Students reflect on pop-culture trends over the years

The Harlem Shake sent students across the country into a dance craze.

The Harlem Shake sent students across the country into a dance craze.

Miyoki Walker, Entertainment Editor

Over the years, crazes from dabbing to the Ice Bucket Challenge have shaped the way the senior class has viewed their high school experience. Trends, often stemming from the Internet, reach a wide range of categories from dances, viral videos, TV shows, and more.

From the rapid growth of streaming services such as Spotify and Apple Music to the fall of cable television, the last four years have brought many changes in the ways we absorb and appreciate media. When Netflix entered into the original series world in 2013, students and subscribers alike tuned in for hours to binge their favorite TV shows.

Although some trends like Pokemon GO and Vine didn’t stick around for long, others have stayed with the students since the beginning. Here are some of the most memorable trends that have surfaced over the last four years.

2013-2014: Harlem Shake

This dance set chaos to the tune of Baauer’s 2013 novelty hit Harlem Shake. Whether or not you thought the song was good, everyone remembers the month-long obsession with random dancing.

2013-2014: Frozen

Frozen brought Disney to the highest level of success ever for an animated movie, earning over $1.2 billion in the box office and millions more through toy and soundtrack sales. Though it is a kids movie, Frozen will be remembered by teens and adults for many years to come.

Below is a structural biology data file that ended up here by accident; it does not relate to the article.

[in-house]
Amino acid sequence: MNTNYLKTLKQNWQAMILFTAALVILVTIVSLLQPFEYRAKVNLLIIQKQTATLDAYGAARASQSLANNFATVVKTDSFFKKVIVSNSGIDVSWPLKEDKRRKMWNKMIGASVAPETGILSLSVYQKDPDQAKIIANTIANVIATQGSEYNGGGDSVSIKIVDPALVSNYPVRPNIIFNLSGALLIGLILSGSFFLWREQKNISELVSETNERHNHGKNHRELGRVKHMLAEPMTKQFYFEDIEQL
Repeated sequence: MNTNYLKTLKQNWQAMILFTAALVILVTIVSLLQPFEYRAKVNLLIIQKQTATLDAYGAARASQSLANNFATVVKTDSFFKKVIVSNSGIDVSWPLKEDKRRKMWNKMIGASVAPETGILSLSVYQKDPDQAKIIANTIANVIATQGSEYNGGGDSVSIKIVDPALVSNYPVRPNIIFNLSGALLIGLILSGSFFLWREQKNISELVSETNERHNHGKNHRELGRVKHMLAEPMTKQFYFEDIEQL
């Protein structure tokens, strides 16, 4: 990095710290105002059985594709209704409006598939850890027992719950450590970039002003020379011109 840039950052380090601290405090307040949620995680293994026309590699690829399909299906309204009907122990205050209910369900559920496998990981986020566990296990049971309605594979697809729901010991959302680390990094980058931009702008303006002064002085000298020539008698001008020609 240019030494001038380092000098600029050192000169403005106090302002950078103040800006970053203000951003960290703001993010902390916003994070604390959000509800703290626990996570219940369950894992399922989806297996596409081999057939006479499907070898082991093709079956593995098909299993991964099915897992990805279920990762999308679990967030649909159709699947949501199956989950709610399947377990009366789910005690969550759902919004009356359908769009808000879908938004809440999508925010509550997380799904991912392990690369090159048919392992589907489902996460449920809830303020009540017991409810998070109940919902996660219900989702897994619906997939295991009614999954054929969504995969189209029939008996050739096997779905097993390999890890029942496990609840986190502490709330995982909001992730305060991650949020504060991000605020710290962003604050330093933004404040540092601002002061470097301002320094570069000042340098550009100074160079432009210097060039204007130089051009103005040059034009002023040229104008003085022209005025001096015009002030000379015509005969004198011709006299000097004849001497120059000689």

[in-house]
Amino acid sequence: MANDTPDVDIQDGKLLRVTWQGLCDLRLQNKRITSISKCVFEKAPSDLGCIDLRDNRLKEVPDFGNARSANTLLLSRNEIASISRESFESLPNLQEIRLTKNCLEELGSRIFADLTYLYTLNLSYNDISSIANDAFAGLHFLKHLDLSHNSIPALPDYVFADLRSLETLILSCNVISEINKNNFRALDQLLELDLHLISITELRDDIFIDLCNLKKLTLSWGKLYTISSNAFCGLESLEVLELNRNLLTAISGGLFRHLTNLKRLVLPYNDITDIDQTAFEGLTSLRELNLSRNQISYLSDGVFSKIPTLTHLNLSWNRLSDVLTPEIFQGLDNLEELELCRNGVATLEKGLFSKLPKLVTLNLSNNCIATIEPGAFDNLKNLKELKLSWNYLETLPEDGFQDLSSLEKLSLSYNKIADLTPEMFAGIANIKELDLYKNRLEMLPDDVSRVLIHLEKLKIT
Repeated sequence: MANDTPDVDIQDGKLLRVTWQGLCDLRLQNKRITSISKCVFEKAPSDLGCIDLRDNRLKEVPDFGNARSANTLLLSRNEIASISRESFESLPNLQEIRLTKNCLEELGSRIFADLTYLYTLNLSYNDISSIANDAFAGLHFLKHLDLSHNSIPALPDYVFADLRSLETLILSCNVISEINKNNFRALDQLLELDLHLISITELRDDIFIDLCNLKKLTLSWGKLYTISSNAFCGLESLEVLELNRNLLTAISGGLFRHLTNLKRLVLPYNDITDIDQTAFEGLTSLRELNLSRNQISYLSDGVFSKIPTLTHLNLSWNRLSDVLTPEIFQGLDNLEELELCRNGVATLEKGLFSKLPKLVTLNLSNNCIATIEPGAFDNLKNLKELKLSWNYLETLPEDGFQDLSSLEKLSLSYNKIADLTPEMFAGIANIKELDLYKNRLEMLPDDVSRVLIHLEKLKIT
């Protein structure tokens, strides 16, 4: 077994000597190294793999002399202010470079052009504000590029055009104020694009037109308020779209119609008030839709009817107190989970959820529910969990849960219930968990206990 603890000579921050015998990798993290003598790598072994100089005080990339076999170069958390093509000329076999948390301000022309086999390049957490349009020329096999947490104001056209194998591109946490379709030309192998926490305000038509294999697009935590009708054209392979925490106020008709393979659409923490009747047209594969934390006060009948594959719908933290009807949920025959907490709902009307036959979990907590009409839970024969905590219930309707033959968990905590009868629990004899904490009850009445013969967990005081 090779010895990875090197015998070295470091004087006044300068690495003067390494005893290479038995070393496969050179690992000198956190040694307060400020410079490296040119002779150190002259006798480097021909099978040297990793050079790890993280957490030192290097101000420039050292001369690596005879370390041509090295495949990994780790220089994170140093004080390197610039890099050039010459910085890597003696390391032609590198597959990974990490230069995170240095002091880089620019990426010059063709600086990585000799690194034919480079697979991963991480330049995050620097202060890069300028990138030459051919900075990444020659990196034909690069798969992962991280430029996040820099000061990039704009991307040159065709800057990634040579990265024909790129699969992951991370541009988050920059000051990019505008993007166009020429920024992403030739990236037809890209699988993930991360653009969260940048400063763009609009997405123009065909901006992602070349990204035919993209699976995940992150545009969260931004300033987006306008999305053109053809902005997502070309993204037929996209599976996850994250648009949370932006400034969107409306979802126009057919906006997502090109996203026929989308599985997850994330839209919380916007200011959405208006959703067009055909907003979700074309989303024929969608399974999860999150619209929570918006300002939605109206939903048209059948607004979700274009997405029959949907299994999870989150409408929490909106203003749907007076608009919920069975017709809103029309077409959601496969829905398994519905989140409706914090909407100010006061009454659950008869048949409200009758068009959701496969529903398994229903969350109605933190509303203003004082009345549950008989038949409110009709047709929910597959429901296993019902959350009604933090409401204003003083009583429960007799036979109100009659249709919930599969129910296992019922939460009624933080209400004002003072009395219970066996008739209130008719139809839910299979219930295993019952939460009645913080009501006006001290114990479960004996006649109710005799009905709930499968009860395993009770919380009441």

2014-2015: The Dress

This internet puzzle debuted on Buzzfeed and instantly had people questioning the quality of their own eyes, and arguing with others for days over the essential question: is “the Dress” white and gold or black and blue?

2014-2015: Ice Bucket Challenge

This challenge, organized by the ALS Association, involved taking a video of ice water being dumped over one’s head to raise awareness for ALS. This challenge brought philanthropy to social media as millions took to the web. Instagram, Facebook, and Vine videos raised over 15 million dollars for the Association.

2015-2016: Hello

After taking a four year hiatus to raise her son, Adele released the Grammy-winning album 25 in 2015. “Hello” debuted at #1 on Billboard’s Hot 100, and stayed there for over 10 weeks.

2015-2016: The “Dab”

This dancing trend, popularized by quarterback Cam Newton and Migos, became habitual in teen conversation. Famous faces like Hillary Clinton have caught on to the dance, along with millions of fifth graders.

2015-2016: Hoverboards

Seemingly overnight, hoverboards became must-have technology for teens in 2015. Unfortunately, this hot trend got too hot- literally! Though a beloved gift for kids across the world, parents were deterred from buying the product due to its tendency to explode.

2016-2017: 13 Reasons Why

This 2017 hit Netflix show follows one girl, and the 13 reasons why she killed herself. The show’s content has met widespread controversy due to its mature themes and graphic nature

2016-2017: Bernie Sanders

This Democratic Socialist presidential candidate took the country by storm in the 2016 election, mobilizing young voters. Sanders’ ideas of legalized marijuana and free college tuition turned him into an internet favorite.

2016-2017: Hamilton

Hamilton brought Broadway into the mainstream when the show hit the stage in 2016. The show’s vision of history and hip-hop attracted a larger audience than almost any other Broadway production has, and tickets currently sell for over 500 dollars.